Public health officials face more criminal charges as students go back to unsafe schools

As most public school students spent their first day back to school in unsafe, mold-infested classrooms, the two men responsible for forcing the Guam Department of Education to comply with legal sanitary standards were issued a summons to appear in court, where additional criminal charges were filed against them.

Douglas Moylan

Attorney General Douglas Moylan and his government corruption division at the Office of the Attorney General of Guam secured a superseding indictment against Arthur San Agustin and Thomas Nadeau in the Superior Court of Guam. Mr. San Agustin, the director of public health, and Mr. Nadeau, the chief of the public health agency’s division that issues sanitary permits, were indicted in July by the grand jury on several counts under several charges stemming from the alleged illegal permitting of schools that should have failed safety and health inspections.

Prosecutors Tuesday convinced the grand jury to add the special allegation of Crimes Against the Community to each of the charges, enhancing the charges and raising the stakes for the two officials as their case goes to trial.

If convicted of any of the counts under any of the charges, the officials would face a greater number of years in prison with the addition of the special allegations.

Guam law describes a crime against the community as one that creates a threat to the public health and safety.

The underlying charges of the case allege the officials tampered with public records and obstructed the legal process of certifying the safety and sanitation of several school facilities by them issuing sanitary permits to schools without the necessary sanitary inspections by Division of Environmental Health inspectors. Mr. Nadeau is the administrator of the DEH. Mr. San Agustin is the final signatory on the permits.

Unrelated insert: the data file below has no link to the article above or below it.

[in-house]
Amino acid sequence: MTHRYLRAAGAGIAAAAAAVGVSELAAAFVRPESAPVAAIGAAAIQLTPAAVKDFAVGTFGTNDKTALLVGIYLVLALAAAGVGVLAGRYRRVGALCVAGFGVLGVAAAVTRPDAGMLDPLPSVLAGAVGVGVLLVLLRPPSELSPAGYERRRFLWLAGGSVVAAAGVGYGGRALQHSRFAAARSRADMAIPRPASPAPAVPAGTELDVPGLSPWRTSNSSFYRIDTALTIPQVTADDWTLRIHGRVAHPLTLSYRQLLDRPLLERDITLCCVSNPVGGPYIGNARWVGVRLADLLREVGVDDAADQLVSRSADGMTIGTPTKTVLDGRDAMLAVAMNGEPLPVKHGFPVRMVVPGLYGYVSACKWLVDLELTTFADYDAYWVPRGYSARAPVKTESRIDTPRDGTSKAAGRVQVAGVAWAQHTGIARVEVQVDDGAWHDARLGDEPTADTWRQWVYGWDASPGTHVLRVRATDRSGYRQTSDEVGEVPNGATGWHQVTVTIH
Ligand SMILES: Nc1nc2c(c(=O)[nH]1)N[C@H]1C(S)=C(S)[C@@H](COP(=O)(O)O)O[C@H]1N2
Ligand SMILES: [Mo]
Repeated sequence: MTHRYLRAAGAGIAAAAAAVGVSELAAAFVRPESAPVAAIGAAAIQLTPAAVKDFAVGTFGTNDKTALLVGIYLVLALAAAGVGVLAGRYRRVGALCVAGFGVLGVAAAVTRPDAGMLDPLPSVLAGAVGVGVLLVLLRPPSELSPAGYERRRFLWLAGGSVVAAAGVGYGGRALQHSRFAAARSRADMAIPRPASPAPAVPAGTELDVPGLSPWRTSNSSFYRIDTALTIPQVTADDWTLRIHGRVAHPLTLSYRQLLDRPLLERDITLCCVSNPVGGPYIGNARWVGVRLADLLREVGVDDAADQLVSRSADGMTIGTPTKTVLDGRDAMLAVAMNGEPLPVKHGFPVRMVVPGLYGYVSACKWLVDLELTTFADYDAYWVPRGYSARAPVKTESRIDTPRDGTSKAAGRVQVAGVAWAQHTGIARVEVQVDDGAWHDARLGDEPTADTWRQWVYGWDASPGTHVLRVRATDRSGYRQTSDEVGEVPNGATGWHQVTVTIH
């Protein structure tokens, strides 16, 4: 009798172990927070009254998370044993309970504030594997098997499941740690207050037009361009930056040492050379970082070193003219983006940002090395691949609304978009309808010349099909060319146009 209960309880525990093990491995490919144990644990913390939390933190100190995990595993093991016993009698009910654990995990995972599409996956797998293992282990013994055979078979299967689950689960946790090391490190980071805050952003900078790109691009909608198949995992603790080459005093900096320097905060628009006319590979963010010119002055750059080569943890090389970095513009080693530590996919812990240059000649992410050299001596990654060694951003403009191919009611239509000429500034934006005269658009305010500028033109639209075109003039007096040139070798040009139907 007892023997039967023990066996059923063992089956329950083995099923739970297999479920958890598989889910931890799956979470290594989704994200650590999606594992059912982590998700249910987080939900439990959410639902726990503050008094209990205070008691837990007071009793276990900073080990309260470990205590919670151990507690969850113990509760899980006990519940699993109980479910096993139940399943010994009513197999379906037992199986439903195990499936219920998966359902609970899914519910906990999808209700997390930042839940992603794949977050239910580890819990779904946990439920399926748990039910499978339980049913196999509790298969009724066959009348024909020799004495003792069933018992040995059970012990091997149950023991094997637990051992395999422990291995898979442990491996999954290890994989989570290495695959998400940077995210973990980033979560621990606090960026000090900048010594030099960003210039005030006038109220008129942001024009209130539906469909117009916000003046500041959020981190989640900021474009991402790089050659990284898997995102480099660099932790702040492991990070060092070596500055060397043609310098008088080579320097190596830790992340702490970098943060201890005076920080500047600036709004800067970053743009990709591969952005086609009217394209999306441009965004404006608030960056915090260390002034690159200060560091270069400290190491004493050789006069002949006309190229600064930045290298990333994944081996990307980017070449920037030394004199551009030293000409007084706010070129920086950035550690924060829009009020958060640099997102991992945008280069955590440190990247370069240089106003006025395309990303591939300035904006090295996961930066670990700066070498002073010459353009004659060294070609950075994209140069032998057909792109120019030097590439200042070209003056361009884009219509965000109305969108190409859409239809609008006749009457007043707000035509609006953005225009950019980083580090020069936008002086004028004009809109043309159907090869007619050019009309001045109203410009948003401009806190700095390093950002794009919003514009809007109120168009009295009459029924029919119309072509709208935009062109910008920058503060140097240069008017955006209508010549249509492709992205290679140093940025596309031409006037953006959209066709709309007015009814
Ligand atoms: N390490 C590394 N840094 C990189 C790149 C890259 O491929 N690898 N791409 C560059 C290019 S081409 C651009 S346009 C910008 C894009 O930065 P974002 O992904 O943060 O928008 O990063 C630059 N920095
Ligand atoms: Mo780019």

The issuance of these permits spans a two year period and includes permits to Simon Sanchez High School, George Washington High School, Southern High School, P.C. Lujan Elementary School, D.L. Perez Elementary School, Price Elementary School, Jose Rios Middle School, Wettengel Elementary School, Oceanview Middle School, Agueda Johnston Middle School, J.Q. San Miguel Elementary School, Juan M. Guerrero Elementary School, F.B.L.G. Middle School, Adacao Elementary School, and Tamuning Elementary School.

Almost all of those schools have lists of deferred maintenance dating back to the administration of Felix Camacho. All but one of those schools were due for some type of structural repair, according to a U.S. Army Corps of Engineers assessment in the early part of last decade.

The Guam Department of Education, year after year since the administration of Carl Gutierrez in the last century, has been underfunded by the Guam Legislature and governors, making it impossible for GDOE to prioritize resources for regular maintenance.

Earlier this year, the island’s new senators appropriated $20 million to GDOE to help with maintenance. The administration never remitted those funds to GDOE, and instead diverted the money to an office under the governor’s office that would decide what companies get which contracts for maintenance issues. That was followed by Public Law 37-4 by Chris Barnett, passed over the objections of Lou Leon Guerrero, the governor. That law forebade the opening of schools without a sanitary permit being issued this past summer.

At the eleventh hour, and as GDOE and other officials finally were making haste to make school repairs and clean campuses, the legislature reneged on its position and passed a new law allowing the schools to open without sanitary inspections and permits.

Those unsafe, unhealthy campuses opened today.


Leave a Reply

Your email address will not be published. Required fields are marked *